There’s been a lot of chatter about the article in Time, Are Disney Princesses Hurting Your Daughter’s Self-Esteem?
I have a lot of friends who cringe at the word “princess”, who smirk at the mention of “Prince Charming”, but me, I grew up wishing I was Cinderella. It’s not that I had a wicked stepmother. My mom is the most generous, loving, giving woman I’ve ever met. But the idea of scrawny, nerdy me with ribs poking out, giant glasses and a propensity to bump into and trip over everything in sight possibly having someone fall in love with me? Well that sounded too good to be true, but awfully nice to dream about.
Disney princesses are not evil. They’re fantasy. And, I find them quite inspiring. Some of the princesses in question were originally published in a book in 1812 by the brothers Grimm. Disney’s Snow White released back in 1937. If you’re concerned about how women are portrayed in these classic tales, take a moment to consider other media put out in those years and how women were depicted; consider the culture they were released in. But if there is anything in a Disney movie, or any movie for that matter, that goes against your beliefs or values, you have a choice. You get to choose if you or your family watches. And once you make that choice, you have a responsibility to act upon that choice. Parents, you can’t just pop in the DVD and disappear. You need to watch these movies with your kids and talk about the strengths and weaknesses of the characters, the lessons learned. There are some kick butt princesses out there—Merida from Brave, Tiana from The Princess and the Frog, and Rapunzel from Tangled with her frying pan as a weapon and her decision to chop her locks and go brunette. These girls are way more recent than 1959’s Sleeping Beauty and much stronger and independent, as well. You might be sick of hearing “Let it Go,” but Elsa wanted nothing to do with a prince. She was fighting the battle of trying to please others, of her own self-doubts and insecurities. And her sister, Anna, learned that the real man of her dreams was not the apparently charming royalty, but the somewhat clumsy, singing-to-reindeer, ice merchant guy who loves her for who she is. Not bad lessons, these. Even older classics like Cinderella impress the value of good friends (Jacques and Gus), the idea we should never give up, and the concept of an amazing man rescuing us, which sounds a lot like Jesus to me. And that is someone to put my hope in.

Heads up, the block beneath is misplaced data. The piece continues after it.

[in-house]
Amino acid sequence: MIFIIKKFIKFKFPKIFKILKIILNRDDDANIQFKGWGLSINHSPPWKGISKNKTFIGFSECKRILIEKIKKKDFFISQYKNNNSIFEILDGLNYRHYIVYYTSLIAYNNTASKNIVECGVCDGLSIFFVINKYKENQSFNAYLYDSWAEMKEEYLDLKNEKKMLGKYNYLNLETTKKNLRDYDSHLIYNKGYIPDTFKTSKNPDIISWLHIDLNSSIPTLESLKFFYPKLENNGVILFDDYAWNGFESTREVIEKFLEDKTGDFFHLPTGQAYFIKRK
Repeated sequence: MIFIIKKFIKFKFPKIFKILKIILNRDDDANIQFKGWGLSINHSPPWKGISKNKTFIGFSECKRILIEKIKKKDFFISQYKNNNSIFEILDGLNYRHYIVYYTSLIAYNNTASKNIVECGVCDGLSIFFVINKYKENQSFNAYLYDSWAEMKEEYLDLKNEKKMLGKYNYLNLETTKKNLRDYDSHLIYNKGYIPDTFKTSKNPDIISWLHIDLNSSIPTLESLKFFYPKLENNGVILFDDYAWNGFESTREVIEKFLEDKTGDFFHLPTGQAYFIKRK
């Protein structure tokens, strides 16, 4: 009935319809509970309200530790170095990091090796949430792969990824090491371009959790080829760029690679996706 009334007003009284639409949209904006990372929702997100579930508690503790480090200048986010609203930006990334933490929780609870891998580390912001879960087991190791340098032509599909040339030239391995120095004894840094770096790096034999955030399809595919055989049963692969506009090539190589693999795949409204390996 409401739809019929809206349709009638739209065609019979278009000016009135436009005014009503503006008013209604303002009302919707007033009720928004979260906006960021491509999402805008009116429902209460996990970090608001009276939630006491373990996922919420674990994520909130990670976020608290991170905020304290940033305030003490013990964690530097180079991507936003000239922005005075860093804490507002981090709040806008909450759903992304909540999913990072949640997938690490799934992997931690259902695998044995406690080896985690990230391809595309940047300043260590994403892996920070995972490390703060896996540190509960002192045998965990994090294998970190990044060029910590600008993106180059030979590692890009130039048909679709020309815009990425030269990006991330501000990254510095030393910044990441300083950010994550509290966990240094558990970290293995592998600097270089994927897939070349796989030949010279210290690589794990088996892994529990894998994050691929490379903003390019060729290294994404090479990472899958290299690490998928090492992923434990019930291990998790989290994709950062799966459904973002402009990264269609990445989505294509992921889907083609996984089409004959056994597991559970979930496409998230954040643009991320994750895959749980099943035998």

The truth is, parents are responsible for guiding their children through all of their media choices, not just Belle and Ariel. And as we grow older, we are also responsible for our own media consumption. Fifteen minutes into The Wolf of Wallstreet as an adult and I had to turn it off. Maybe you loved it. Leo is an amazing actor and Scorsese one of the best filmmakers. But I couldn’t stomach the demoralization and objectification of women in the opening scenes. To me those fifteen minutes were capable of way more damage to a girl’s perception of what she’s supposed to look like and how she’s supposed to be treated than a lifetime of watching Beauty and the Beast. Ask yourself if you were more affected by reading a Disney picture book about Pocahontas every day after Kindergarten or 50 Shades of Gray as an adult? As a writer, I am a proponent of freedom of speech and of artistic expression. Artists should use their God-given gift of creativity to express themselves, to entertain, to make a statement. It is up to us to decide what media we feel is safe for our families and ourselves to consume. And that decision is personal and individual.
If Cinderella’s not your girl, you might like Mulan, the story of a young Chinese woman who becomes one of the greatest warriors in the Asian empire. Just like we have the right to freedom of speech in America, we also have the freedom to choose. So choose wisely for yourself and your family. If the media you’re consuming hardens your heart, goes against your core values, is something you turn off or shut down when someone else enters the room, reconsider. Choose music that inspires you and makes you dance. Choose shows that make you laugh, give you goosebumps, or teach you something new. Choose books that make you think and cry and hope and dream. Choose movies that do the same. And whether you’re selecting media for your children or for yourself be intentional about your choices.